Final Rule Issued Allowing HRAs to be Used for Individual Coverage
June 17, 2019

On June 13, the U.S. Departments of the Treasury, Labor, and Health and Human Services (tri-agencies) issued a final rule allowing employees to use the dollars in employer-funded Health Reimbursement Arrangements (HRAs, also called Health Reimbursement Accounts) to purchase individual coverage both on and off the public Marketplace (or Exchange). The rule also creates a new excepted benefit HRA (EBHRA) to enable employees to be reimbursed for excepted benefit costs. This finalizes a proposed rule issued in Oct. 2018 largely as proposed, but with some modifications. The rule follows through on an Executive Order that directed the tri-agencies to consider ways to expand the flexibility of HRAs. 

Individual Coverage HRAs
Beginning Jan. 1, 2020, employers can offer individual coverage HRAs (ICHRAs) to provide tax-exempt dollars to their employees for the purchase of Affordable Care Act (ACA)-compliant individual coverage, but not the less comprehensive, short-term, limited duration insurance (STLDI) coverage. Under the final rule:

  • Employees can use ICHRA funds to pay the premium for individual insurance coverage purchased either on or off the public Marketplace.
  • Employers can offer their employees either a group health plan or an ICHRA, but not both.
    • Offering an ICHRA will satisfy the Section 4980H Employer Mandate, if it meets the affordability threshold.
    • Employees can opt out of an ICHRA if they are eligible for premium tax credits on the public Marketplace.
  • Employers are required to make the ICHRA available to entire “classes” of employees (e.g., full-time, part-time, or seasonal workers).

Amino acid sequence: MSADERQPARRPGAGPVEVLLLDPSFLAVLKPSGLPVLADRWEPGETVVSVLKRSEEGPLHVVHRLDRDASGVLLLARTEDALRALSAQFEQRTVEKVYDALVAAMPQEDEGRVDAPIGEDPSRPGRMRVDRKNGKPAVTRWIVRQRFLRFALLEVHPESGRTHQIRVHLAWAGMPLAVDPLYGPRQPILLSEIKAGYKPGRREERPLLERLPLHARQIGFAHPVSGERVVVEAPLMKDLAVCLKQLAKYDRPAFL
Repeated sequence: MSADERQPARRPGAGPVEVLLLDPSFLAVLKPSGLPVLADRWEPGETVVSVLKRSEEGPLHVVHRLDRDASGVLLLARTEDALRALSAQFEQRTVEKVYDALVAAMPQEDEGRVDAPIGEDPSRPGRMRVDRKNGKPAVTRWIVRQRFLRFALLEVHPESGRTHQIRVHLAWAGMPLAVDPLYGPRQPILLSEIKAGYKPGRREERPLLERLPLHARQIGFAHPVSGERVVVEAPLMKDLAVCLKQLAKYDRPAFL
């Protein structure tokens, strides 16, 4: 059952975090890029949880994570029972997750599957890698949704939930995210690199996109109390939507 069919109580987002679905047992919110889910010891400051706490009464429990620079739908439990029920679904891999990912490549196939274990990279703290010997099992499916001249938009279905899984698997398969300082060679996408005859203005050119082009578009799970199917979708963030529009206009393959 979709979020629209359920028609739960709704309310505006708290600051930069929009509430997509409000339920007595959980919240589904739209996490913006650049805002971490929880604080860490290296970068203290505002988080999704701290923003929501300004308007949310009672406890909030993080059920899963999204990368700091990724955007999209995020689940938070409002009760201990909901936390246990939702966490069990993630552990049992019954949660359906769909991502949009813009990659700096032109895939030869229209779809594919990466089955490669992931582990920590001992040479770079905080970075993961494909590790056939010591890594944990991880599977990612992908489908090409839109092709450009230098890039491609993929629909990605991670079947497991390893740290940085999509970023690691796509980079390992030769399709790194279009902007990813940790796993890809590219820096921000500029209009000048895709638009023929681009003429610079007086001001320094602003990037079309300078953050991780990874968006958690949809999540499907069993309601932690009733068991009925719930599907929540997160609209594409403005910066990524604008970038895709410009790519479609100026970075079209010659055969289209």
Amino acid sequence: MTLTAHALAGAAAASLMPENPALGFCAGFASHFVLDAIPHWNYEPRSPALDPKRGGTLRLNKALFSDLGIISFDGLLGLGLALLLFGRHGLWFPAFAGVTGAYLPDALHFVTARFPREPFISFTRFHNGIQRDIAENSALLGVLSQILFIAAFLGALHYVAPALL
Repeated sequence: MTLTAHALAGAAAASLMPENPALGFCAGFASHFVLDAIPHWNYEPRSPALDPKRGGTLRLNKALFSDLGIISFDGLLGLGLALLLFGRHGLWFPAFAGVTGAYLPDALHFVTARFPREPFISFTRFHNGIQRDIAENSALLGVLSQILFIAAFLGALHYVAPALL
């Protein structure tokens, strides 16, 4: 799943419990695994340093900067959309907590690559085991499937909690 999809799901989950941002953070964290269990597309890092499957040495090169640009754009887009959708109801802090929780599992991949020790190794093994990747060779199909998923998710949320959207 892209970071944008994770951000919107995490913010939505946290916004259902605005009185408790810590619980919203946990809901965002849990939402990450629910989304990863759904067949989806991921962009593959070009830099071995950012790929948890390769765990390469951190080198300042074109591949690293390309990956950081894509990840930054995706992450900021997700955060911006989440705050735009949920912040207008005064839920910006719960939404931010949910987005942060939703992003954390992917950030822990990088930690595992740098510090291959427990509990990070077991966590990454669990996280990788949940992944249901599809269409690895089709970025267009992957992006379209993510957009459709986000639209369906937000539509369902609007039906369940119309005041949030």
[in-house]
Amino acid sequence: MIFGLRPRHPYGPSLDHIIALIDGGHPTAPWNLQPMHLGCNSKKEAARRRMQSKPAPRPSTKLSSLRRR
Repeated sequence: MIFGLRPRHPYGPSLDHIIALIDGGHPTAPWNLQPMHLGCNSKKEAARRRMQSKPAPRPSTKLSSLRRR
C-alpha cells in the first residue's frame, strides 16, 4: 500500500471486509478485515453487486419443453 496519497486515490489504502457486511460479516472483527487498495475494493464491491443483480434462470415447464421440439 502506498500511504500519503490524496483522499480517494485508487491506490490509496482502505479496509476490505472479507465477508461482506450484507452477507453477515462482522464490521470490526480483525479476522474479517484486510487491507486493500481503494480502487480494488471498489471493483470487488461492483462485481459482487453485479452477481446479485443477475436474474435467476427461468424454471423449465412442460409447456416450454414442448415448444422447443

• In response to comments received on the proposed rule, the final rule includes a minimum class size requirement based on employer size.
      • <100 employees: minimum class of 10 employees
      • 100-200 employees: minimum class of 10% of total employees
      • >200 employees: minimum class of 20 employees
  • Employers must provide a written notice to employees at least 90 days prior to the start of the plan year that details the terms of the ICHRA. The tri-agencies will provide a model notice.
  • The total funds offered through an ICHRA may vary in two instances: as the age of the participant increases (not to exceed a 3:1 age band), and based on the number of dependents covered.
  • A new individual market Special Enrollment Period (SEP) has been established for when an employee or their dependent gains access to an ICHRA.

Excepted Benefit HRAs
Under the final rule, employers that offer traditional group health coverage can offer EBHRAs of up to $1,800 per year to reimburse employees for certain medical expenses, including stand-alone dental or vision benefits or premiums for STLDI coverage. The maximum amount will be indexed annually after 2020. Employees do not need to be enrolled in a group health plan to use EBHRA funds, and an employer cannot offer both an ICHRA and EBHRA. 

The tax treatment of HRAs remains unchanged. The final rule can be read in detail here